“Where are we today? The solution is to have one body running football, not two.
“Give me one country in Africa where the mother body is doing well in competition with the PSL or PL. Not even one, not even SA — that’s why SAFA is in trouble.”
The sports journalist said it was unfair to blame Zifa for lack of funding of local football, especially national teams, because the real problem was the PSL.
“Zimbabwe cannot afford to have two bodies running the game, Zifa has no recognised source of income and I personally think they have done well to keep the national team going.
“Zifa’s problems started with the creation of the PSL — not even Michel Platini can run Zifa without money. I challenge anyone to try it.”
He said while Zifa is responsible for national teams “but who on this planet can do anything without money”?
“When Zifa was the only body in the country, did we ever have this problem? There’s only one source of income in Zimbabwe and that is club matches and who gets that money? The PSL. How much of it do they pass on to Zifa?”
Asked about the Sports Commission’s role in funding national soccer teams, he responded: “The Sports Commission is actually a regulatory body, not a sponsor. Are you aware that the Sports Commission takes a 6 percent cut from every game that Zifa organises?”
He said it was not Zifa that gets the advertising from all the banners at the National Sports Stadium. “It is not Zifa yet they pay the player bonuses, pay for the referees and match commissioner to fly in and out of Zimbabwe. They also pay for the national team to travel, and this is all very expensive.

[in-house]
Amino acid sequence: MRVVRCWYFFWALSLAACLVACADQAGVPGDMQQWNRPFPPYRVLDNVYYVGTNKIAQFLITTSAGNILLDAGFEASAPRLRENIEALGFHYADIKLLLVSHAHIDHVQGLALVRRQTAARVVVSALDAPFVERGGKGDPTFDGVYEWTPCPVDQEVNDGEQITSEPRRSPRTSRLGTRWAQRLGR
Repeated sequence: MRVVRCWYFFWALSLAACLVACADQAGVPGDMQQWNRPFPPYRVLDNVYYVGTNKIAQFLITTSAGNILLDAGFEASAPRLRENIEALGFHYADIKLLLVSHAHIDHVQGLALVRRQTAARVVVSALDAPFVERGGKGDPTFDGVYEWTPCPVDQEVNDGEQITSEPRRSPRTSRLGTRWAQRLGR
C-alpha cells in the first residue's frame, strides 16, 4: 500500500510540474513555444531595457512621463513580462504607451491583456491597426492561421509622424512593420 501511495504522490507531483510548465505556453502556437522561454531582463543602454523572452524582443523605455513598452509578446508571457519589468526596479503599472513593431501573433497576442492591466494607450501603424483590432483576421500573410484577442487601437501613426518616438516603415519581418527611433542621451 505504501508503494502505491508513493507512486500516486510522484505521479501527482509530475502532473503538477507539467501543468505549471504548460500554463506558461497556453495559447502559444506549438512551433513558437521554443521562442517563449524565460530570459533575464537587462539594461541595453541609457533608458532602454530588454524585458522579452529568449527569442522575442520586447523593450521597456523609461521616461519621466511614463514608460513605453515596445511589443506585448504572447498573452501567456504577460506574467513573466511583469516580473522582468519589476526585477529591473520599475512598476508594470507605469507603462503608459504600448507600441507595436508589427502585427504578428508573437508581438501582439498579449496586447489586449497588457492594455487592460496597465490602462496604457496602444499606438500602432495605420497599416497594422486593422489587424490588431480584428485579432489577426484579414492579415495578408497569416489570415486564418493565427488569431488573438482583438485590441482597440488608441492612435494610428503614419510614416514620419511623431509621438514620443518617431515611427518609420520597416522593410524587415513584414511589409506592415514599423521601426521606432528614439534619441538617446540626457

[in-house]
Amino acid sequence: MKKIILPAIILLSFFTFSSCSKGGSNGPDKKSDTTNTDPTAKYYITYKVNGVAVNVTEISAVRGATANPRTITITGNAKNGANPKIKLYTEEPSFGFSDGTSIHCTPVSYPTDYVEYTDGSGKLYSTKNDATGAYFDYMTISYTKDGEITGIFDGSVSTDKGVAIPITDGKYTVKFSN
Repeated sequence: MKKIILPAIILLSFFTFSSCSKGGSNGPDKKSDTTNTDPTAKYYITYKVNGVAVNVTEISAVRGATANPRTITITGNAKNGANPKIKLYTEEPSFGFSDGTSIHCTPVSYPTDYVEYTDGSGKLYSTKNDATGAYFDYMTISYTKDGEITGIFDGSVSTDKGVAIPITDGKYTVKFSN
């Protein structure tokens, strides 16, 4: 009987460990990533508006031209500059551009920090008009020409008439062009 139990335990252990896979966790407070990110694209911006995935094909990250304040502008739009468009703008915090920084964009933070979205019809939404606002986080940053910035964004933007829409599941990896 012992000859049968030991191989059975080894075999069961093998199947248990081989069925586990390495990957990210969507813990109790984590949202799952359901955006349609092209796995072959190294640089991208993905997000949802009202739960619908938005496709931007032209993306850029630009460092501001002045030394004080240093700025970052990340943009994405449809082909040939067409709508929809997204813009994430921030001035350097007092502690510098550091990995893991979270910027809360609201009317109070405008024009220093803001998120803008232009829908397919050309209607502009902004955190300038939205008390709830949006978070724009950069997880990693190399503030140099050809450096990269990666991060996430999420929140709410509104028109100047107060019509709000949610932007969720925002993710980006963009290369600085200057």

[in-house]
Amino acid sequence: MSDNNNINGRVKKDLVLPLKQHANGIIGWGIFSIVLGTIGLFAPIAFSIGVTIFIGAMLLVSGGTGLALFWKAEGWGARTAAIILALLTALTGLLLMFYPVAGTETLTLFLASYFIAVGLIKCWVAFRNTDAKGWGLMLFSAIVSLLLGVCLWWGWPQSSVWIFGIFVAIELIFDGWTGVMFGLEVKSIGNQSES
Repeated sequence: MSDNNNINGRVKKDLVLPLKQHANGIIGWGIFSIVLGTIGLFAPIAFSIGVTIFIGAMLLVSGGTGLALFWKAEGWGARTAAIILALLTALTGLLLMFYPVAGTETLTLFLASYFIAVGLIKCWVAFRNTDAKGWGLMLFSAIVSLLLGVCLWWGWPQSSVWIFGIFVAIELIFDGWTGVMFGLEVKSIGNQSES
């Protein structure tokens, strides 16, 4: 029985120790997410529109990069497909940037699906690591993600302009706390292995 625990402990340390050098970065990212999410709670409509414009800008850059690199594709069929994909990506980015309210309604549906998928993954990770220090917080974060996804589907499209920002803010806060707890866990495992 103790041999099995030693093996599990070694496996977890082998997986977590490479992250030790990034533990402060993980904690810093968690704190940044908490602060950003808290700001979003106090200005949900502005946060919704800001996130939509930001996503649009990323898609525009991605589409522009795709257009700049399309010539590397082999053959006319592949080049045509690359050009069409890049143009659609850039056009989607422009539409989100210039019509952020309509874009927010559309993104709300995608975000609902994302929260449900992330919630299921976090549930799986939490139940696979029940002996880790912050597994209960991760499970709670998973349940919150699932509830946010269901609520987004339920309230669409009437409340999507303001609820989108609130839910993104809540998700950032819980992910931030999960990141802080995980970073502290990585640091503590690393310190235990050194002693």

“What people need to do is calm down and look at the situation properly.”
He added: “I don’t want to defend Zifa or the PSL, but people must just be objective and look at the whole picture.
“The bottom line is, when you have no money coming in; you can’t do anything unless you are a miracle worker.”
Paul Gundani, Footballers Union of Zimbabwe (Fuz) secretary-general has however, urged Zifa to take a leaf from the PSL saying it was trying its best to lure sponsors by employing sound managerial policies.
The former Warriors player, in an interview with our sports desk said: “It is unfortunate that the way Zifa is being run doesn’t show professionalism.
“As for the recent Guinea match, they knew about that game last year and had adequate time for preparations.”
PSL, according to Gundani are handling issues to do with advertising of the league professionally and as a result “sponsors are willing to partner the local premiership.
“What has been happening lately is that Zifa tended to look for funding at the very last minute which is uncalled for.
“We have a cross section of football sponsors who are willing to pour funds into the game but they have to be consulted in advance for them to include these packages into their budgets.”
He urged Zifa to engage sponsors from the onset as we prepare for 2015 and not wait to do so next year. “Zifa should involve all the football stakeholders and desist from viewing people as if they have an agenda against them.”